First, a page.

Let me lay out some ground rules for this article:
1). Acknowledging what is true and logically consistent on both sides of an argument is not the same as the Fallacy of the Middle.
2). The Civil War was about both States’ Rights and Slavery – specifically, whether States could secede in order to protect the right to own slaves.
3). The Confederate flag is contentious because it is symbolic of both Southern history and culture, and of the slavery and discrimination that exists in Southern history and culture.
|Northerner: This cannon is racist!|
Southerner: This cannon violates State's Rights!
The ban was initially put into place without explanation, but Apple later gave the following criteria for which apps did and did not get removed:
“We have removed apps from the App Store that use the Confederate flag in offensive or mean-spirited ways, which is in violation of our guidelines. We are not removing apps that display the Confederate flag for educational or historical uses.”
|I find this horse's unrealistic proportions offensive.|
So far, so good. The “Southern Pride (Rebel Flag) Wallpaper” app got the ax, presumably because a Dixie-themed wallpaper is inherently offensive and/or mean spirited. But many games were also removed, such as Ultimate General: Gettysburg and other games that were clearly using the flag in a historical context.
While Apple is working with game developers to reinstate these games and Apple may have pursued a “remove first and ask questions later” policy for logistical reasons, it does appear as though games were singled out. Apple has not treated books or albums that use the Confederate flag on their covers or in their contents in the same manner as video games.
Civil War: 1862 is no more inherently racist than Lynyrd Skynyrd’s Legend, and Civil War: 1862 at least has the excuse of using the Confederate battle flag in a historical context. Whether or not you agree with Apple’s ban, it does illustrate how video games are of less perceived artistic value than Truck Drivin’ Man.
White cups and coffee, Lord yea
It's all that he needs
And he's all right by me
Truck drivin' man
The conservation of game history is a hot-button topic right now, with companies actively fighting efforts to preserve online games whose servers have been shut down. And while Civil War strategy games are not my cup of tea, it is a bit disturbing that Apple feels that it is free to erase video games from the record while taking the time to assess the actual contents of books and music.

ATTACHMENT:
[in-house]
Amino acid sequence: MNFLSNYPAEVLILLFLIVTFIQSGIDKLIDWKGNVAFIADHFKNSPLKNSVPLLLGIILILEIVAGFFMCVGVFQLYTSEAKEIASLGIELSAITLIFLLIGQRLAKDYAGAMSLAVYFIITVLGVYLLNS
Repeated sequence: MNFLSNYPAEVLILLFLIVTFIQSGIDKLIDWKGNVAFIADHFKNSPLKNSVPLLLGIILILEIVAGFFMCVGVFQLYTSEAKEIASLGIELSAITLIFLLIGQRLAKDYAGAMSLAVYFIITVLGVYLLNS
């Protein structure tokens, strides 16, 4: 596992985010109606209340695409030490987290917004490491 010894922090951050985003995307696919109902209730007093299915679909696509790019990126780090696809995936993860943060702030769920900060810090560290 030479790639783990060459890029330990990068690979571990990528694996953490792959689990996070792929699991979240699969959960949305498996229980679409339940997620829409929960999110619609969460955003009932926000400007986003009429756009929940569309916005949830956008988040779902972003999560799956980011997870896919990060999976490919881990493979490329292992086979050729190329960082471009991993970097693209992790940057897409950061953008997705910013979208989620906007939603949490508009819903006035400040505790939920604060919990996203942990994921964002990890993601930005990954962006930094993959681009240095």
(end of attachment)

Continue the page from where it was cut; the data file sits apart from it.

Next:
The issue is not that potentially offensive items were pulled in the wake of a national tragedy. The issue is not even the stated criteria for which items would be pulled. The issue is that these criteria were not evenly applied.
Apple is of course not the only company to pull Confederate-themed merchandize lately – Wal-Mart and Amazon have also made similar decisions. And while I applaud these retailers for passing on a chance to capitalize on Controversy Bucks, one must wonder how much actual good this is doing.
After all, I can get on Amazon right now and have copies of White Supremacist literature such as The Turner Diaries, White Girls Bleed a Lot, The Protocols of the Elders of Zion and Victoria delivered to my Kindle instantly. What is more offensive, books that actively support the overthrow of the United States government and the organized extermination of all non-whites or Confederate boxer shorts? A book that contains detailed instructions on carrying out racially-motivated terrorist attacks or a "Southern Girl" t-shirt decorated with the stars and bars?
|"As the mulatto looked up with surprise and annoyance at the large White man suddenly blocking his path, Oscar raised his pistol and shot his victim between the eyes. The mulatto fell back heavily against the vehicle without uttering a sound, then sprawled into the gutter." - Hunter|
Let me be clear: this is not a Freedom of Speech issue. Apple, Wal-Mart, and Amazon are free to decide whether or not to sell Civil War-themed products. I can still go out and hang a Confederate flag on my personal property any time I want (not that I will). There are still any number of merchants willing to sell me any number of products to celebrate Southern Culture. Heck, there are even a few that will sell me products that actively support slavery.
|You can buy this on Amazon right now.|
But while I can appreciate companies deciding not to profit off of a national tragedy, there is also something to be said for not erasing history. State capitols are not an appropriate place for Confederate flags to fly, but Civil War video games are. The only reason to exclude the Rebel flag is if we're going to replace it with, say, the more historically accurate battle flags used by particular Confederate regiments.
Which yeah, actually, that sounds pretty good.